Before I left Pune, one of my favourite spots to hang out on a lazy evening was the Pune University fountain. This spot was especially fun during the brief Pune winters as it served great, hot food. What started as three small carts when I was in Std X had become a mini Chowpatty in just a couple of years. (Not to be confused with the mini Chowpatty near Farazkhana). You could find all kinds of food here to match your mood and budget. Chinese, Vada Pav, Pav Bhaji, Dosas and last but not least, awesome Egg Bhurji. The fact that there was a steady traffic of pretty, young girls coming to enjoy the lively atmosphere didn't hurt business either. I loved hot bhurji at Univ. fountain on a crisp winter evening. One egg, onions, tomatoes, questionable oil, spiced to perfection and served with 'pavs'. Heaven for 3.00 Rupees (approximately 7 cents). I remember spending many an evening with my friends at the University Fountain watching the St Joseph's girls returning from Hockey practice. Univ Fountain was a place for all seasons. In the summer the gentle mist from the 3 story fountain kept the area cool and in the winter, the hot food took care of business. Today, due to the haphazard growth of Pune city and ambitious local politicians, Pune has lost one of its greatest landmarks to 'road widening'. The great University fountain had been razed and the food stalls are all gone. Every time I pass Pashan road, I can't help but look out and reminisce about my teenage years, close friends, my red, rusty BSA SLR and a hot plate of anda bhurji at the edge of the fountain.

3 Eggs
1 Onion finely chopped
1 Tomato finely chopped
2 tsp Coriander finely chopped
1 Green Chili chopped
1/2 tsp Chili powder
1/2 tsp Turmeric
1/2 tsp Garam Masala
2 tsp Oil
Salt to taste

Heat oil in a wok and add chili and onions
Stir occasionally till onions become brown on the edges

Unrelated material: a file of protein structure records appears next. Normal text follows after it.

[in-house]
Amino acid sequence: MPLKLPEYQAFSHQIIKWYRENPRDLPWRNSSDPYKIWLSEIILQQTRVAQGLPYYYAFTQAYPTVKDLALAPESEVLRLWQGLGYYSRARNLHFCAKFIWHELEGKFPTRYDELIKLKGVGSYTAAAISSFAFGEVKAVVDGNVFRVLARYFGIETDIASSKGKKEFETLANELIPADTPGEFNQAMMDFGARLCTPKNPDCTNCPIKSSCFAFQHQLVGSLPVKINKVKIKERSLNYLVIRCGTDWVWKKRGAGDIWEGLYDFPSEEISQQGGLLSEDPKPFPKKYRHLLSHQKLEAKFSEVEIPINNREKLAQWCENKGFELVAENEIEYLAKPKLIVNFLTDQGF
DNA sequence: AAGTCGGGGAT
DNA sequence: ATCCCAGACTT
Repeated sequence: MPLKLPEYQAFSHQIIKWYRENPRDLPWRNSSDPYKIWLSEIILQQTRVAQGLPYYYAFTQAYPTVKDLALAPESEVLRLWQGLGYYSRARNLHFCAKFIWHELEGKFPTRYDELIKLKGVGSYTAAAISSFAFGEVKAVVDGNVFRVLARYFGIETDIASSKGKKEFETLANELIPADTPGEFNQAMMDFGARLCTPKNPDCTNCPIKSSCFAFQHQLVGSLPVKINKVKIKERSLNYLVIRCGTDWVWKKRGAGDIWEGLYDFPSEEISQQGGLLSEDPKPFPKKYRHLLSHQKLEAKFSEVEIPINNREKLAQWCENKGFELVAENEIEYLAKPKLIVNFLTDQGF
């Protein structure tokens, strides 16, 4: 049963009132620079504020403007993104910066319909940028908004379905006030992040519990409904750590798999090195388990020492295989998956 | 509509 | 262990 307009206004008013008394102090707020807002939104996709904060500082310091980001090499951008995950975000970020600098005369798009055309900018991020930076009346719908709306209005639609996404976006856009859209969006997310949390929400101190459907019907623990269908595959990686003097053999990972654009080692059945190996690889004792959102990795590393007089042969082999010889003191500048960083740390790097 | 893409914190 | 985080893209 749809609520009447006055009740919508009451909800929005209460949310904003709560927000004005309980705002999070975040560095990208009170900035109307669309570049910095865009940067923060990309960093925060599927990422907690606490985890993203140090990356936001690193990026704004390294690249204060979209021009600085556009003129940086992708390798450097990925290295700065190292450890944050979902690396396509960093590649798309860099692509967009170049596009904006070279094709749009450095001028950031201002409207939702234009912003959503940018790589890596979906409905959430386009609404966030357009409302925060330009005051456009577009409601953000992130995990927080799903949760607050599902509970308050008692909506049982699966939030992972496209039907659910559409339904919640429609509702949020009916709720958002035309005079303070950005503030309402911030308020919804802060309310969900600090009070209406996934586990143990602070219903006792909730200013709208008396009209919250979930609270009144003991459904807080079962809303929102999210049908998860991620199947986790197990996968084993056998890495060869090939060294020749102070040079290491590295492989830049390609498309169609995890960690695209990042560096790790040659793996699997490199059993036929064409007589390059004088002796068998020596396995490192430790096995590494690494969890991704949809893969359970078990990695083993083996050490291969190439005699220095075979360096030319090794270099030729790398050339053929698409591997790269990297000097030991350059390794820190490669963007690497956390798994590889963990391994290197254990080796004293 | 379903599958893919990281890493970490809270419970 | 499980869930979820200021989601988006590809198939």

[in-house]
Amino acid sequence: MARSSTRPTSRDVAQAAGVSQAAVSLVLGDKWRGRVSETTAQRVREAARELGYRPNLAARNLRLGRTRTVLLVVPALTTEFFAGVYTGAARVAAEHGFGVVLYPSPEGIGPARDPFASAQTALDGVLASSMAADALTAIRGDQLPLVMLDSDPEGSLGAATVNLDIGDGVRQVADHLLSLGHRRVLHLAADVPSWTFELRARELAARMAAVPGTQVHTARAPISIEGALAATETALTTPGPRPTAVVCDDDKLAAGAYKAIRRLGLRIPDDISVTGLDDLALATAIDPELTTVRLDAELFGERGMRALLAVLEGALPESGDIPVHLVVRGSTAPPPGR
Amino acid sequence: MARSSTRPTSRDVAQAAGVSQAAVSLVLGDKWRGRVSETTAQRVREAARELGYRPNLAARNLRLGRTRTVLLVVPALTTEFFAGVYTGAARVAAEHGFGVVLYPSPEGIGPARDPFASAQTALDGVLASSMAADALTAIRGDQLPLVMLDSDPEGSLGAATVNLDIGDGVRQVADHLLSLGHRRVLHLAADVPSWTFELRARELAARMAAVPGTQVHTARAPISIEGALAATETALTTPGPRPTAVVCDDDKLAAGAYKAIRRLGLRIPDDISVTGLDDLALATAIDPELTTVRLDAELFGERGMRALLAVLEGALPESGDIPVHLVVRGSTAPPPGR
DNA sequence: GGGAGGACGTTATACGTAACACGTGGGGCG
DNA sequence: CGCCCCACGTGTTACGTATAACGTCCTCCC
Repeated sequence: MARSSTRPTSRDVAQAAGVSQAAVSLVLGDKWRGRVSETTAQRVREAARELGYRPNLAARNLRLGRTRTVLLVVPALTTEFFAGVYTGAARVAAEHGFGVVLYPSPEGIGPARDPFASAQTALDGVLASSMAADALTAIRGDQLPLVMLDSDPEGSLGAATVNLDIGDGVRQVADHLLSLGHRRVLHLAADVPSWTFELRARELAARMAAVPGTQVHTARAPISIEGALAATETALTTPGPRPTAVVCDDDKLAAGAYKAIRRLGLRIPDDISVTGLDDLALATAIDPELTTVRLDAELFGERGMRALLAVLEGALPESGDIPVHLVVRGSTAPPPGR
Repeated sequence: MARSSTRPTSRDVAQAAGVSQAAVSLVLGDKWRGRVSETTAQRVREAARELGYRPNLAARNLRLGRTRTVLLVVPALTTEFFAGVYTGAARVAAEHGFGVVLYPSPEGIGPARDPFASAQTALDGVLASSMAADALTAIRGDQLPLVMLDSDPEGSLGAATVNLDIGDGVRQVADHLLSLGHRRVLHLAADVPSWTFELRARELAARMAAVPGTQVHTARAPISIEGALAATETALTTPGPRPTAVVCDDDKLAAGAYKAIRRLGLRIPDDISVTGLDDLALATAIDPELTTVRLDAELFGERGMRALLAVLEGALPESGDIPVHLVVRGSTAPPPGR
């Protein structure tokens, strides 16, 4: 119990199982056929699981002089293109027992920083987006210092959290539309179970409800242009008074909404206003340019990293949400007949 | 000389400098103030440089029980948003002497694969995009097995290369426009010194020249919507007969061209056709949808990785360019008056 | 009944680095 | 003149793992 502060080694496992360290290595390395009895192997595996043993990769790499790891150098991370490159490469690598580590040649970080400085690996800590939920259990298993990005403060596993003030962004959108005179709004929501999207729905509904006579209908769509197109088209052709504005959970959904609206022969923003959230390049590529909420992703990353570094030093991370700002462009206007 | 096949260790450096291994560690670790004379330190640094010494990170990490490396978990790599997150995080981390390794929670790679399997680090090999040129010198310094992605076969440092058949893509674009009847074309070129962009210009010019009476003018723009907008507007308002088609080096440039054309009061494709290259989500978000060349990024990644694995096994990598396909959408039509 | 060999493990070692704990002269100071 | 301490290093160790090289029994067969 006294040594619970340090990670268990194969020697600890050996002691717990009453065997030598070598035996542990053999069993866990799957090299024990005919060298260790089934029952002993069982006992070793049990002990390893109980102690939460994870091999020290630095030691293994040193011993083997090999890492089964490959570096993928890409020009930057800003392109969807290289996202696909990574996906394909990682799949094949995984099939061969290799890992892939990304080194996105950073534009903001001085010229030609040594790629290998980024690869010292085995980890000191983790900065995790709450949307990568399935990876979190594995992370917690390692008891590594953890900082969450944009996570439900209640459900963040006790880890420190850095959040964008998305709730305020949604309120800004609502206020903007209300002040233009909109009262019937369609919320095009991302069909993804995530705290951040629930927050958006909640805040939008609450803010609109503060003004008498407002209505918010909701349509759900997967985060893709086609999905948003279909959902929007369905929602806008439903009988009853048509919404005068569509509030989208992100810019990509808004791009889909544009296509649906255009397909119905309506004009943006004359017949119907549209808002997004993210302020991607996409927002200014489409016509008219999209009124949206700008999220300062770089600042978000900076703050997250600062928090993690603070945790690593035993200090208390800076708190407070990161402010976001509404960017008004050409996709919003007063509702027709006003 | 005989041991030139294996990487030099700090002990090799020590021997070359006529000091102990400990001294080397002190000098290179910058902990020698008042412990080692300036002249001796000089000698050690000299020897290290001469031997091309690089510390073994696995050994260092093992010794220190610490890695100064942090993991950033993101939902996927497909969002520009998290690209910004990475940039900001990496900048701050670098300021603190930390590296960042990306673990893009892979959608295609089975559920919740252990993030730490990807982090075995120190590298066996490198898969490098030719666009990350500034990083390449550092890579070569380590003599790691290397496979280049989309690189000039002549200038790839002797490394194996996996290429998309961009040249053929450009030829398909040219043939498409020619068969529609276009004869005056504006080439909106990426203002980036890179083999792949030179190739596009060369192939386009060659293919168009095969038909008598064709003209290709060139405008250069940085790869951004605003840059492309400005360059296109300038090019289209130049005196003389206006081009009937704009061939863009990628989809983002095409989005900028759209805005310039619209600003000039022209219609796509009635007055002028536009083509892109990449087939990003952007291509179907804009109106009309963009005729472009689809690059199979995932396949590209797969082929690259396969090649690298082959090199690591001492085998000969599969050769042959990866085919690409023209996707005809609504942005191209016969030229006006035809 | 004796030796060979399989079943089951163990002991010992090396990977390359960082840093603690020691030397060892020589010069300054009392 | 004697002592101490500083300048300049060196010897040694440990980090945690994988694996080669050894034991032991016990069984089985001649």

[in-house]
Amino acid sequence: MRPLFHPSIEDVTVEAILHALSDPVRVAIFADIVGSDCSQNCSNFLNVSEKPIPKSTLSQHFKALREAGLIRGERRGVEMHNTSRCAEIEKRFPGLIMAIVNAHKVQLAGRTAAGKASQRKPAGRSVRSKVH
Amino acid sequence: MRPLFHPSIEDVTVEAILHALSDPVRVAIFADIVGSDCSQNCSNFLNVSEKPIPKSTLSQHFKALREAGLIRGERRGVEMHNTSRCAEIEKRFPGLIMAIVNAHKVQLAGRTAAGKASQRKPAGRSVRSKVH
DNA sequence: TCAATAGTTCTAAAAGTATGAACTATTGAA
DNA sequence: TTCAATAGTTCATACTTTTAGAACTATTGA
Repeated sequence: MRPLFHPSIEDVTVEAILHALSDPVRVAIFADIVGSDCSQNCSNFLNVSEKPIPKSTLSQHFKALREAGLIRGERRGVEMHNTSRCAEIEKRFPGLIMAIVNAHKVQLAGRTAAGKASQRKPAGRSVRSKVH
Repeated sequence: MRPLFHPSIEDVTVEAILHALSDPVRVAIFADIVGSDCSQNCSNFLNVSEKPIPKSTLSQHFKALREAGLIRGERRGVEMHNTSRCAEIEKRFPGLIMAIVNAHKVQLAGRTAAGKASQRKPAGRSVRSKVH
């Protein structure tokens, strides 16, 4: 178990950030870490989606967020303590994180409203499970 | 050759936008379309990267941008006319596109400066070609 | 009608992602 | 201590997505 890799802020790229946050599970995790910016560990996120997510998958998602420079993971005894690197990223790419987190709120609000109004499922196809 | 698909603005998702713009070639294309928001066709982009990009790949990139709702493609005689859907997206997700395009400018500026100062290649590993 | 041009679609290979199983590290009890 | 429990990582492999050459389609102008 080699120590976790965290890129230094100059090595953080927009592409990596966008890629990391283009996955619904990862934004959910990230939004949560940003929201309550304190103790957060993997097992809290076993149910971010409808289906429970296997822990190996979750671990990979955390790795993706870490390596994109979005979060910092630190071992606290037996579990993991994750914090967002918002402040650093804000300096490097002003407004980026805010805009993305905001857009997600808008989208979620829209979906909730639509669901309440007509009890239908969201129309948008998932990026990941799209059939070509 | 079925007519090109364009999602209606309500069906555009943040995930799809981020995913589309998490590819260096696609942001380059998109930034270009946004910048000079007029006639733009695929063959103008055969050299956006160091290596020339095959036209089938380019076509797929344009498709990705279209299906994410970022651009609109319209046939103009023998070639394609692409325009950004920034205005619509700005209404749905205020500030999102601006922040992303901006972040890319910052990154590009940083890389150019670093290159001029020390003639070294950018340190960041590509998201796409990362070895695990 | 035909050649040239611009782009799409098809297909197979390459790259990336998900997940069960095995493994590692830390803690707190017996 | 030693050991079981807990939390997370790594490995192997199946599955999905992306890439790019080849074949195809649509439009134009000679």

Ass tomato and let it cook for a minute of two
Add chili, turmeric, salt and garam masala and mix thorougly
Break the eggs on the hot mixture and start scrambling
Add coriander
Scramble till eggs are completely cooked

Serve with Sourdough bread rolls.

Saturday, August 18, 2007

Veg Hakka Noodles

Some of the best restaurants in Pune are successful because they satisfy the three following conditions—great food, low prices and proximity to a ladies hostel or college. As someone most of whose friends included hostelites, eating out was huge. And Fergusson College road with it's many cheap eats was a hot destination. In the early 90s a Chinese restaurant, China Garden, popped up on F.C. road that satisfied all of the above conditions and then some. Situated on the corner of that nameless street between Roopali and Vaishali that meets F.C. road at an angle it was a heaven sent for gourmands. The greatest part of this restaurant was that it's front part was a restaurant and the back half, a car garage. So you could feast on some spicy chicken lollipops as you waited for your car tune up. This tiny restaurant had a seating capacity of 8 tables, provided it wasn't raining. Then it was down to only 5. If you came in a car, the food would come to your car. My favourite dish at this restaurant was pan-fried hakka noodles. A heart attack special which included vegetable hakka noodles topped with chicken manchurian. I loved this dish a lot, but as I have become more health conscious I have started eating my own, healthier version, stir-fried vegetable-hakka noodles.

2 cups whole wheat noodles / pasta (cooked and drained)
1 cup mixture of chopped vegetables (Capsicum, Carrots, Green Peas, Mushrooms, Scallion, Cabbage)
2 tsp Chili Oil
2 Green Chilis spliced
1 tsp fresh Garlic Paste
1/2 tsp Soy Sauce
Salt to taste

Heat the chili oil in a wok on medium heat
Add chilis and garlic paste and stir
Add vegetables, salt and soy sauce, stir and cover with a lid till vegetables are partially cooked
Add noodles and mix well
Cover with a lid and allow to cook in it's own steam for 3-4 min
Serve hot

Friday, August 10, 2007

Kashmiri Roti

My girlfriend and I visited the Sapphire Indian restaurant on Broadway at Lincoln Center in New York. After the meal, as the waiter asked us for our dessert selections, my girlfriend ordered a Kashmiri Naan with Masala Chai. The waiter turned to me to convey a "What the fuck?" look. And I responded promptly with a "Dude, don't even get me started" look. Anyway, my girlfriend really, really likes the Kashmiri naan which is traditionally made from enriched white flour, which is nasty. I thought I'd try making a healthier version for her using whole wheat chapatti flour. I'm not so sure that the FDNY is comfortable with me having a Tandoor oven, so I had to use a tawa. Turns out, it tastes even better. Especially, if you top it with a generous amount of ghee.